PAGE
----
Market establishment sales, administrative fees, incidental sales by non-market establishments, and imputed sales of goods and services are all examples of sales of products and services. Some administrative fees are so exorbitant that they plainly outweigh the cost of the services offered. Taxes are applied to such fees.
Sales of products and services are recorded as income before any expenses involved in generating that revenue are deducted. It’s entirely possible for government agencies to sell their products for less than their cost of manufacture.
In fact, because they are non-market manufacturers, most government agencies distribute their products for free or at low prices. In these circumstances, the unit’s net value has fallen as a result of higher production costs than revenue from sales of goods and services.
REVENUE FROM TAXES
The following are some of the sources of tax revenue:
Individuals and corporations pay direct taxes such as income tax, corporate tax, and duty. It also includes VAT and Capital Gains Tax.
Taxes levied in an indirect manner
This is a tax that the person who suffers or bears the burden does not pay directly. Individually purchased and consumed goods and services are subject to this type of tax. Taxes on general products and services, excises, customs and other imports, export taxes, and levies are among them.
Non-tax revenue encompasses all sources of income other than taxes. Grants, loans, royalties, product and service sales, and so on are examples.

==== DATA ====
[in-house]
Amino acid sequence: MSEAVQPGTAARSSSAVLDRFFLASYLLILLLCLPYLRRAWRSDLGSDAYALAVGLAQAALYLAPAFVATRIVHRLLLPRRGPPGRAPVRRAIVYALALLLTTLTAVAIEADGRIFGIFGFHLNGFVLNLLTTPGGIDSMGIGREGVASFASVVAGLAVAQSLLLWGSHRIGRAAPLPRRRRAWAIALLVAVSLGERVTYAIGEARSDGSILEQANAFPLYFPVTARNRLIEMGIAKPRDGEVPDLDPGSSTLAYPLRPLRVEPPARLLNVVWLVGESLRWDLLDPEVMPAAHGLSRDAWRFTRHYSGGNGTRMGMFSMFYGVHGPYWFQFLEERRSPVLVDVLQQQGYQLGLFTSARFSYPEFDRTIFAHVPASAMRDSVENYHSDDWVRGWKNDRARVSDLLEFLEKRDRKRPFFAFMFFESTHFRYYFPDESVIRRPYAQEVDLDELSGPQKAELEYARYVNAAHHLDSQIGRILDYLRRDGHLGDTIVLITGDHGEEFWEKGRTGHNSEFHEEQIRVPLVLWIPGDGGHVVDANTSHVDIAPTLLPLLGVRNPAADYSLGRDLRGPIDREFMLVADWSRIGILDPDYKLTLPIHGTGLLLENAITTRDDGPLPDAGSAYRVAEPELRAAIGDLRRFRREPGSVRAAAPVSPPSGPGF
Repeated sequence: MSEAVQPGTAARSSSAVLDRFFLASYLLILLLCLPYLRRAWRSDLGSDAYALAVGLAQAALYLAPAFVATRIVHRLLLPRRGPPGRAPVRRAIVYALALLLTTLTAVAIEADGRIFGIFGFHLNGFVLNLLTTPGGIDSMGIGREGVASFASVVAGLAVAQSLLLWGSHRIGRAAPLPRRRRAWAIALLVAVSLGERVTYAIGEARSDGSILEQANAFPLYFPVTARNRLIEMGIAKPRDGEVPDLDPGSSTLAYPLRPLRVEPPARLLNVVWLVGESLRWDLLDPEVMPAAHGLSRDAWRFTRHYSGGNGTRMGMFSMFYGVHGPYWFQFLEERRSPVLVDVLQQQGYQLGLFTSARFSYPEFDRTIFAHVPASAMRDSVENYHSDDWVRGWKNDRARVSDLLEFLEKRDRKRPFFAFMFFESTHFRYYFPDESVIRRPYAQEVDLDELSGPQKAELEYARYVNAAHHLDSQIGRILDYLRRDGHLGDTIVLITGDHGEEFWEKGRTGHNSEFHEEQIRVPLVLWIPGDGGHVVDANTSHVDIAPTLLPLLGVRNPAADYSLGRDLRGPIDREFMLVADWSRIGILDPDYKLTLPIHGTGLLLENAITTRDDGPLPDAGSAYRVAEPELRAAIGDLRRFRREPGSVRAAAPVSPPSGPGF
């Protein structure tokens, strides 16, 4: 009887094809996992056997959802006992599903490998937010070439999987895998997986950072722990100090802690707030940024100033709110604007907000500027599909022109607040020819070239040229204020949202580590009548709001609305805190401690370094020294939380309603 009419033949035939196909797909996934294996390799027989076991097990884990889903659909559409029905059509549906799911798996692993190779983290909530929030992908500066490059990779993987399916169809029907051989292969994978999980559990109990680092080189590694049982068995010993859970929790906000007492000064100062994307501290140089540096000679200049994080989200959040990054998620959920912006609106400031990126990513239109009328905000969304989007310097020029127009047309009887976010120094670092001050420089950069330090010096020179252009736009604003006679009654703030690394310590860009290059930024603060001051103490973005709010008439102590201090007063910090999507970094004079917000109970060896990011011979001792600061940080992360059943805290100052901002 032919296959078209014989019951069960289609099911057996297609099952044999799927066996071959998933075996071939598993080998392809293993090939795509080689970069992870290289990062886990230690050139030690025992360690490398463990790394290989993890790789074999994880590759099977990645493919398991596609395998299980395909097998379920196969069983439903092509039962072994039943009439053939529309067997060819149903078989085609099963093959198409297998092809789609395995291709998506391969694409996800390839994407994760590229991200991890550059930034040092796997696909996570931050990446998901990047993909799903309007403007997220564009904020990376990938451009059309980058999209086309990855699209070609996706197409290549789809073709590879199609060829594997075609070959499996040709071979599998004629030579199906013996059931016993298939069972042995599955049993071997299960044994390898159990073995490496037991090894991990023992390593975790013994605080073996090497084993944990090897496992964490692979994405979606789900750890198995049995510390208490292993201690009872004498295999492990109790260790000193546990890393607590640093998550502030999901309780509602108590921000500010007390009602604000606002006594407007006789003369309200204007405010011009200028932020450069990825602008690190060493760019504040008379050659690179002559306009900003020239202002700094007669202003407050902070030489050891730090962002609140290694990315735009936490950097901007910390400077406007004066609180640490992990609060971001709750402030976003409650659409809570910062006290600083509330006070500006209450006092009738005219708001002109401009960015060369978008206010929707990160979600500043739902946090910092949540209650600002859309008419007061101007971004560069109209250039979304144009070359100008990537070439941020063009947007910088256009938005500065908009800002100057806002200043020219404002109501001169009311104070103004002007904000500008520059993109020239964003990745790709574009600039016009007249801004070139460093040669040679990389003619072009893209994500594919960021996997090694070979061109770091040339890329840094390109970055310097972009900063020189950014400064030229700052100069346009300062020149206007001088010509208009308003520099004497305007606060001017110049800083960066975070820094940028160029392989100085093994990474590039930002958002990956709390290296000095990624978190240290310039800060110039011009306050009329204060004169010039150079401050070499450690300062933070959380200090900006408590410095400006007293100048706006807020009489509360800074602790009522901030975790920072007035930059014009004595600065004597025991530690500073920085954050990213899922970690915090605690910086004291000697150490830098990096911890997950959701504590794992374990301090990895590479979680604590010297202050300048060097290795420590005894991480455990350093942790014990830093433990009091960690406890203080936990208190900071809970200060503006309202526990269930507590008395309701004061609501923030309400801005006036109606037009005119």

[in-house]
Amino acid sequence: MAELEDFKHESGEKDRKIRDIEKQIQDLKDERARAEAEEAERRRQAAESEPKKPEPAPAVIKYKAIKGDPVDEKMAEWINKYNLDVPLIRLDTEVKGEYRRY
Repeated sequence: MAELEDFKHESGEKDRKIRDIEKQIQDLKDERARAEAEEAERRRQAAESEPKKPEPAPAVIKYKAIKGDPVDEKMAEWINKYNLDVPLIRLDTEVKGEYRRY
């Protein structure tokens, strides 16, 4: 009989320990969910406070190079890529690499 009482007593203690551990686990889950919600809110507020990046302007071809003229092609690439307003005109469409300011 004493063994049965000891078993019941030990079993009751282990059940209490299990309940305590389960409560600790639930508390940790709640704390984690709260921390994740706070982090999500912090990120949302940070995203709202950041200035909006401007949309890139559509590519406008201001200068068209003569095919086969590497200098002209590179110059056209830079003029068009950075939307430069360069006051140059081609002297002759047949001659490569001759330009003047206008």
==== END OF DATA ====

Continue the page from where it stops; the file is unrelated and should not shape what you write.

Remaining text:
Grants are non-obligatory funds received by governments or government entities from international organizations and other developed countries such as the United Kingdom, the United States, China, and France, among others.
The following items are classified as constituting tax income in the consolidated fund accounts:
INTERNATIONAL TRADE AND TRANSACTIONS
- General import duties
- VAT on imports
- Penalties on import duties
- Others (non-tax revenue)
EXPORT DUTIES ON
- Kola Nuts
- Re-Export Levy
- Other export duties
- DOMESTIC TAXES ON GOODS AND SERVICES
- Mineral water
VALUE ADDED TAX ON
- Mineral waters
- Textiles (Fabric)
- Textile (Apparels)
- Radio & TV/Elect. Prod
- Rubber products
- metal products
- aluminium ware
- roofing sheet
- food items
- nonalcoholic Beverage
- paper production/printing
- sawn timber
- other local industries
- professional services
- sand winning
- hotels & restaurant
- PETROLEUM TAXES ON
- Gas oil
- Amortization free-LPG
- Promotional Levy-LPG
- Jet Fuel (ATK)
- Industrial diesel oil
- Unified gasoline
- Petroleum road fund
- Petroleum exploration Levy
- Petroleum strategic stock Levy
- Petroleum energy fund
TAXES ON INCOME, PROFIT AND CAPITAL GAINS
- Personal (Employee)
- State enterprises
- Capital gains tax
- Gift tax
- Rent tax
- Mineral royalties
- Service tax
- Stamp tax
- Banderoles tax
- Dividend tax
- Management and tech. ser.
- Ceded misc. Tax
- Property rate
- Non-tax Revenue
The gap between the government’s assets and liabilities, or net worth, is increased by revenue (GFSM 2001, paragraph 4.20). This is the amount of money coming in to finance spending.
The central government’s financial structure has become increasingly sophisticated during the last few decades.
A rise in net value as a result of a transaction is referred to as revenue. There are four main revenue streams: direct, indirect, coercive and non-voluntary.
Refunds and corrections of incorrectly collected tax income appear to be transactions that reduce the tax’s net worth.
Non-tax revenue encompasses all sources of income other than taxes. Grants, loans, royalties, product and service sales, and so on are examples. Taxes on general products and services, excises, customs and other imports, export taxes, and levies are among them.